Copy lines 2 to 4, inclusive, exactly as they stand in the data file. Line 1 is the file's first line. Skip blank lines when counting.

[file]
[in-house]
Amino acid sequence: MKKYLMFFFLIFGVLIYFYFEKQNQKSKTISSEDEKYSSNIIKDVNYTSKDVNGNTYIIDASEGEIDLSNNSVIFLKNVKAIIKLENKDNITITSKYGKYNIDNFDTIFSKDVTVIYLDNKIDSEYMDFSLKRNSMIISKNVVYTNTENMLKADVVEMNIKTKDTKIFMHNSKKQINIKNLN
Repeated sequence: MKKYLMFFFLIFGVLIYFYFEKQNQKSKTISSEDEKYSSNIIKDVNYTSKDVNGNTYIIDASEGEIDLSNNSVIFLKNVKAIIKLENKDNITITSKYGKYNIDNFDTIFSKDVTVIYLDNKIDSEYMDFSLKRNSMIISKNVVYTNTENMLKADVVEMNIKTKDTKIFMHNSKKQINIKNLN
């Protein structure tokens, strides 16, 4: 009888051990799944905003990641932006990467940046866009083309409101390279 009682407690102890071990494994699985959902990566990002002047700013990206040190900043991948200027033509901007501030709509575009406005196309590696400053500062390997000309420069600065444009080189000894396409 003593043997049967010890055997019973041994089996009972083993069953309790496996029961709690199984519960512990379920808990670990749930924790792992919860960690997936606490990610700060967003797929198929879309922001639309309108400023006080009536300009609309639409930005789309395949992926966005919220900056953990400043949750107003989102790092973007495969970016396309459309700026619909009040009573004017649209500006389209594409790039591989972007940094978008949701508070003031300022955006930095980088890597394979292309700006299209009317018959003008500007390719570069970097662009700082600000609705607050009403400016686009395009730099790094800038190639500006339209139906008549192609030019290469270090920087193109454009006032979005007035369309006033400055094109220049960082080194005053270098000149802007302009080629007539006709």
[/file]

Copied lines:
Amino acid sequence: MKKYLMFFFLIFGVLIYFYFEKQNQKSKTISSEDEKYSSNIIKDVNYTSKDVNGNTYIIDASEGEIDLSNNSVIFLKNVKAIIKLENKDNITITSKYGKYNIDNFDTIFSKDVTVIYLDNKIDSEYMDFSLKRNSMIISKNVVYTNTENMLKADVVEMNIKTKDTKIFMHNSKKQINIKNLN
Repeated sequence: MKKYLMFFFLIFGVLIYFYFEKQNQKSKTISSEDEKYSSNIIKDVNYTSKDVNGNTYIIDASEGEIDLSNNSVIFLKNVKAIIKLENKDNITITSKYGKYNIDNFDTIFSKDVTVIYLDNKIDSEYMDFSLKRNSMIISKNVVYTNTENMLKADVVEMNIKTKDTKIFMHNSKKQINIKNLN
């Protein structure tokens, strides 16, 4: 009888051990799944905003990641932006990467940046866009083309409101390279 009682407690102890071990494994699985959902990566990002002047700013990206040190900043991948200027033509901007501030709509575009406005196309590696400053500062390997000309420069600065444009080189000894396409 003593043997049967010890055997019973041994089996009972083993069953309790496996029961709690199984519960512990379920808990670990749930924790792992919860960690997936606490990610700060967003797929198929879309922001639309309108400023006080009536300009609309639409930005789309395949992926966005919220900056953990400043949750107003989102790092973007495969970016396309459309700026619909009040009573004017649209500006389209594409790039591989972007940094978008949701508070003031300022955006930095980088890597394979292309700006299209009317018959003008500007390719570069970097662009700082600000609705607050009403400016686009395009730099790094800038190639500006339209139906008549192609030019290469270090920087193109454009006032979005007035369309006033400055094109220049960082080194005053270098000149802007302009080629007539006709």